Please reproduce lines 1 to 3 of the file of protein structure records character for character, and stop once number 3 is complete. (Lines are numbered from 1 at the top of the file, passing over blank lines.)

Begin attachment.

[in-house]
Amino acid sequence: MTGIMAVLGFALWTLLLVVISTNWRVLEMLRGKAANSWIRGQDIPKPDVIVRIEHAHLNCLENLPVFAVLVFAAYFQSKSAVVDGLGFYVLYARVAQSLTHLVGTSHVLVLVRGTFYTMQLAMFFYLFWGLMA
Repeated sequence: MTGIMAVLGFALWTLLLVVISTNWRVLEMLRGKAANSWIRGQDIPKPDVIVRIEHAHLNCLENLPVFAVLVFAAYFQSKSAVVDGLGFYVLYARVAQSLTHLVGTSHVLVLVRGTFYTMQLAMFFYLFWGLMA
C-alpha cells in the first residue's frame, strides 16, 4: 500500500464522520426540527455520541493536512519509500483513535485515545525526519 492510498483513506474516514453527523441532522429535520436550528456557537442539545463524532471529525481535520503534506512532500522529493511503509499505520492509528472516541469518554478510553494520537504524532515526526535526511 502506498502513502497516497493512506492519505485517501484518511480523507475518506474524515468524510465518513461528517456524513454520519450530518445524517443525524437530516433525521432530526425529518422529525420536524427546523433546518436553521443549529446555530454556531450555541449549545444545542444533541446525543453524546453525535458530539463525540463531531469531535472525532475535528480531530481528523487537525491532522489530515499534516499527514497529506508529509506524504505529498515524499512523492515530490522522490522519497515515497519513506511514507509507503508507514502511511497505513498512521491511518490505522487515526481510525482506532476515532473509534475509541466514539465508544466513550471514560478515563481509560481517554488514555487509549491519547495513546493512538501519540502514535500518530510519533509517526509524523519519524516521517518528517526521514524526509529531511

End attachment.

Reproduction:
[in-house]
Amino acid sequence: MTGIMAVLGFALWTLLLVVISTNWRVLEMLRGKAANSWIRGQDIPKPDVIVRIEHAHLNCLENLPVFAVLVFAAYFQSKSAVVDGLGFYVLYARVAQSLTHLVGTSHVLVLVRGTFYTMQLAMFFYLFWGLMA
Repeated sequence: MTGIMAVLGFALWTLLLVVISTNWRVLEMLRGKAANSWIRGQDIPKPDVIVRIEHAHLNCLENLPVFAVLVFAAYFQSKSAVVDGLGFYVLYARVAQSLTHLVGTSHVLVLVRGTFYTMQLAMFFYLFWGLMA